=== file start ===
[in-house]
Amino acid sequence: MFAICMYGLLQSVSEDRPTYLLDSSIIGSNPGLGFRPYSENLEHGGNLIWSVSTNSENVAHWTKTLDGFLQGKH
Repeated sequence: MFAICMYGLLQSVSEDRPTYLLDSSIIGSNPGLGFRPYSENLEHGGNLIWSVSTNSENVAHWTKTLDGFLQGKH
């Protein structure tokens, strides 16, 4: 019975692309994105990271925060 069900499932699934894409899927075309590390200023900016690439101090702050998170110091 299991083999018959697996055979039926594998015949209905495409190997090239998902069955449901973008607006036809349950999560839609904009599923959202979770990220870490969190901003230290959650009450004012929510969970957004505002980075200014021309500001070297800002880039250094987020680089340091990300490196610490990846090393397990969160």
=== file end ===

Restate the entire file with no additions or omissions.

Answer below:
[in-house]
Amino acid sequence: MFAICMYGLLQSVSEDRPTYLLDSSIIGSNPGLGFRPYSENLEHGGNLIWSVSTNSENVAHWTKTLDGFLQGKH
Repeated sequence: MFAICMYGLLQSVSEDRPTYLLDSSIIGSNPGLGFRPYSENLEHGGNLIWSVSTNSENVAHWTKTLDGFLQGKH
């Protein structure tokens, strides 16, 4: 019975692309994105990271925060 069900499932699934894409899927075309590390200023900016690439101090702050998170110091 299991083999018959697996055979039926594998015949209905495409190997090239998902069955449901973008607006036809349950999560839609904009599923959202979770990220870490969190901003230290959650009450004012929510969970957004505002980075200014021309500001070297800002880039250094987020680089340091990300490196610490990846090393397990969160």